Termination of your rights under this section does not terminate the licenses of parties who have received copies or rights from you under this License. If your rights have been terminated and not permanently reinstated, receipt of a copy of some or all of the same material does not give you any rights to use it.

## 10. FUTURE REVISIONS OF THIS LICENSE

The Free Software Foundation may publish new, revised versions of the GNU Free Documentation License from time to time. Such new versions will be similar in spirit to the present version, but may differ in detail to address new problems or concerns. See http://www.gnu.org/copyleft/.

Each version of the License is given a distinguishing version number. If the Document specifies that a particular numbered version of this License "or any later version" applies to it, you have the option of following the terms and conditions either of that specified version or of any later version that has been published (not as a draft) by the Free Software Foundation. If the Document does not specify a version number of this License, you may choose any version ever published (not as a draft) by the Free Software Foundation. If the Document specifies that a proxy can decide which future versions of this License can be used, that proxy's public statement of acceptance of a version permanently authorizes you to choose that version for the Document.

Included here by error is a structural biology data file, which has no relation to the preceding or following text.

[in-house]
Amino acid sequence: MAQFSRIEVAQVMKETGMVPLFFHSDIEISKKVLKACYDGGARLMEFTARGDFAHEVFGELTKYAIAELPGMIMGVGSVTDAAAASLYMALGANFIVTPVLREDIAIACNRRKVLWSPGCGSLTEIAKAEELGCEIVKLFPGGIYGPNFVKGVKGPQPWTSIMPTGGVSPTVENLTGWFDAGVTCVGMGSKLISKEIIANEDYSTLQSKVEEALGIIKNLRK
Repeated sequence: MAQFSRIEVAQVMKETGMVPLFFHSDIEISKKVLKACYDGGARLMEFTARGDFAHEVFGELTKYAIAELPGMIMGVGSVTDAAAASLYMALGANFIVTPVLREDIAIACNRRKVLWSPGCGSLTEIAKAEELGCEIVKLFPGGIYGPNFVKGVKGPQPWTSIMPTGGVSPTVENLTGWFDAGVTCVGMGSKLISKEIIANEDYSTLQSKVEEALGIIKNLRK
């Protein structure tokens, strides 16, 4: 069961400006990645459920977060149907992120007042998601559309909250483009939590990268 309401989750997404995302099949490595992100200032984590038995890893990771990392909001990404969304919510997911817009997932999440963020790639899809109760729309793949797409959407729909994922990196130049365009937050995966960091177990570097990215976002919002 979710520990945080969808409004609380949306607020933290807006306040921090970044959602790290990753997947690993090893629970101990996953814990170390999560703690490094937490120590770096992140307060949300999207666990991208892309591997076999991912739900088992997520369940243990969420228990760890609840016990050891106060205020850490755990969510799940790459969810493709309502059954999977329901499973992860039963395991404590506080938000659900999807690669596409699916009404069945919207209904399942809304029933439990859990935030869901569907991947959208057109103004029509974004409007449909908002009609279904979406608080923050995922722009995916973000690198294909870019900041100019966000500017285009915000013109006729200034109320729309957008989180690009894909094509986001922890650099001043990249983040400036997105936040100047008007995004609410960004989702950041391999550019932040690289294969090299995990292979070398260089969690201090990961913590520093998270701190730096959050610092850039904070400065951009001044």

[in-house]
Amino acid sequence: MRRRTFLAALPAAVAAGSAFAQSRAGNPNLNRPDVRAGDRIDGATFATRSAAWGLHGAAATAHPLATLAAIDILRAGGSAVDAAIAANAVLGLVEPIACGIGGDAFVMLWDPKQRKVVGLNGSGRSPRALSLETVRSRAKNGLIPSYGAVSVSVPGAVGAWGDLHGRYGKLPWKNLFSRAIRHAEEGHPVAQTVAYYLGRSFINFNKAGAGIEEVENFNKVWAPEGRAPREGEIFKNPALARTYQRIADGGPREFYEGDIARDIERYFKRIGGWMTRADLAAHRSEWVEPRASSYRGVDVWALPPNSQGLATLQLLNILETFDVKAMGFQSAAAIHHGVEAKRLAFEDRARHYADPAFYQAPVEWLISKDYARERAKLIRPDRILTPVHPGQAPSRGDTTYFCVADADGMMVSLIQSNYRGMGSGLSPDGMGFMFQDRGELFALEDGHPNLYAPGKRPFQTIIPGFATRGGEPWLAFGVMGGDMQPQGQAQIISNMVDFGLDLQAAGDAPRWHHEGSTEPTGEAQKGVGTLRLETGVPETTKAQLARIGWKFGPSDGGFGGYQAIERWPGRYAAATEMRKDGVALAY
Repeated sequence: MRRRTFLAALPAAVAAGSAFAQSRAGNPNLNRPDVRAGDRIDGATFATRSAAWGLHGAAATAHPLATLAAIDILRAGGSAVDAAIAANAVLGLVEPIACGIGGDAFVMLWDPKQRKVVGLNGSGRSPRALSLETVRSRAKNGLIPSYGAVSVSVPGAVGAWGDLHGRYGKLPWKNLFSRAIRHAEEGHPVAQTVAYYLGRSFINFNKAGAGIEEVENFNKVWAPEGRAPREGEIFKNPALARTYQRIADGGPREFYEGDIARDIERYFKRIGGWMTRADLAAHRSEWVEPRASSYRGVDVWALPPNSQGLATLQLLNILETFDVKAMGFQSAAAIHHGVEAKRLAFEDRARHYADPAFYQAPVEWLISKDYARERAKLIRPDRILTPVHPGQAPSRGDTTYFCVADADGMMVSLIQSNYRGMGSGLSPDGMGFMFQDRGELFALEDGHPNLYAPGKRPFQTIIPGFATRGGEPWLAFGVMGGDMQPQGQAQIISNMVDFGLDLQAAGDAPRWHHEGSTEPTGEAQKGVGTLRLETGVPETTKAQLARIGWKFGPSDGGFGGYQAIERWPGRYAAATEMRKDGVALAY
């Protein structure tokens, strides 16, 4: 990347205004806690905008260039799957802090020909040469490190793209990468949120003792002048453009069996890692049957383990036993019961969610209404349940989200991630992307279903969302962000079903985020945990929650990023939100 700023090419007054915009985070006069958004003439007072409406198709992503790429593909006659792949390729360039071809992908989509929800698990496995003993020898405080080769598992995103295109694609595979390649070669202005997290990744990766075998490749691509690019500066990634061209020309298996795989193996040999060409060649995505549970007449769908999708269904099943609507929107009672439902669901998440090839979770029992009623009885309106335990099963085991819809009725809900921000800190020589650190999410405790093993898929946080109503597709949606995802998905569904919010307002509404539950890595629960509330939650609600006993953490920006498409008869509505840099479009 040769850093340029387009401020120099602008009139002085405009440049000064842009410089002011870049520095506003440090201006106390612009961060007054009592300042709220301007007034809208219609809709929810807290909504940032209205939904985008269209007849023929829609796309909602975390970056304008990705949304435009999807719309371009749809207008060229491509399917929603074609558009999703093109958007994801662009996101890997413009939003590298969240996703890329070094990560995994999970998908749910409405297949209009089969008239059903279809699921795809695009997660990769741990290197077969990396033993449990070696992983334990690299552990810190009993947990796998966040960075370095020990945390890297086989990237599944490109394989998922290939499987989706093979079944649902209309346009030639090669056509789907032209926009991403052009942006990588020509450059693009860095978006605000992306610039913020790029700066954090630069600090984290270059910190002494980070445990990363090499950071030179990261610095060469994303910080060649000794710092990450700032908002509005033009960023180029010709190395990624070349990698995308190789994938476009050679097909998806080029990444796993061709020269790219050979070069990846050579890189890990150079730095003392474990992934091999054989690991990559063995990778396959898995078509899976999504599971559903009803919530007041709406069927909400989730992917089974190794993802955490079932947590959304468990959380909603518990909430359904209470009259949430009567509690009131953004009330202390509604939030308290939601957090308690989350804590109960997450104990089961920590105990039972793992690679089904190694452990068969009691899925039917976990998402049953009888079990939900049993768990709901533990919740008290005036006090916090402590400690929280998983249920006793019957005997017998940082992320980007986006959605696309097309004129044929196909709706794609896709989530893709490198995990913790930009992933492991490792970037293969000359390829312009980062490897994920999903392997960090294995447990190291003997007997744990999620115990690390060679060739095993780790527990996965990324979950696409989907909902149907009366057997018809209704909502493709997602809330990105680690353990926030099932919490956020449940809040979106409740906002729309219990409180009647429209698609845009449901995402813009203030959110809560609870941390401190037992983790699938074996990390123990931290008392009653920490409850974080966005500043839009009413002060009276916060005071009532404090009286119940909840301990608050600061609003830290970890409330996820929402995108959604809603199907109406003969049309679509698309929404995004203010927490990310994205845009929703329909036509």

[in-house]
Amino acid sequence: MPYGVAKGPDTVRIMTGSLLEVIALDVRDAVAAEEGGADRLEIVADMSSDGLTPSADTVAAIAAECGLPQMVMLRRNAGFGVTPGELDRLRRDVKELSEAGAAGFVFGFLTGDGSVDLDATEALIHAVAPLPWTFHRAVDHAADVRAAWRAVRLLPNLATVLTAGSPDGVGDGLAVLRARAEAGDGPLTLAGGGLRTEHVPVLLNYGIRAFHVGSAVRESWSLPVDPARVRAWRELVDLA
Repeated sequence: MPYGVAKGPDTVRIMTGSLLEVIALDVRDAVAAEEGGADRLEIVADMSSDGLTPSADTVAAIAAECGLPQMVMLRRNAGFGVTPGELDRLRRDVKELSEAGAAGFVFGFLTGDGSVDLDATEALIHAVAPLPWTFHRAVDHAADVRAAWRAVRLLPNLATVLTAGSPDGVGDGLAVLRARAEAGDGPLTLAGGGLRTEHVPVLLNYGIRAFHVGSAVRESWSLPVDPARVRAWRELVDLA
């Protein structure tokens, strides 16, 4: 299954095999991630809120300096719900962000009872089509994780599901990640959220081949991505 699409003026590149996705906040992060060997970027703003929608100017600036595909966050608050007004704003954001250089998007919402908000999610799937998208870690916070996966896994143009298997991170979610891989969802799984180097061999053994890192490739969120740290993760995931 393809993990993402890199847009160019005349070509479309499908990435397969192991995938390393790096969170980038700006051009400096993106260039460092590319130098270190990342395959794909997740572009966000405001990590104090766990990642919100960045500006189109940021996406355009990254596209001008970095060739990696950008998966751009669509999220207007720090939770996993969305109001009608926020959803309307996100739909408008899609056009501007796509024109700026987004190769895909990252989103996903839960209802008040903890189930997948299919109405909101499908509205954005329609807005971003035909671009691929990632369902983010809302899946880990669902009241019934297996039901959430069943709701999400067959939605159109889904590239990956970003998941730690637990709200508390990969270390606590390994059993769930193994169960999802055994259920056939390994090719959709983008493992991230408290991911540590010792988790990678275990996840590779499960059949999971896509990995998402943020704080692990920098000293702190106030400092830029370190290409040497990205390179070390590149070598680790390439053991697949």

## 11. RELICENSING

"Massive Multiauthor Collaboration Site" (or "MMC Site") means any World Wide Web server that publishes copyrightable works and also provides prominent facilities for anybody to edit those works. A public wiki that anybody can edit is an example of such a server. A "Massive Multiauthor Collaboration" (or "MMC") contained in the site means any set of copyrightable works thus published on the MMC site.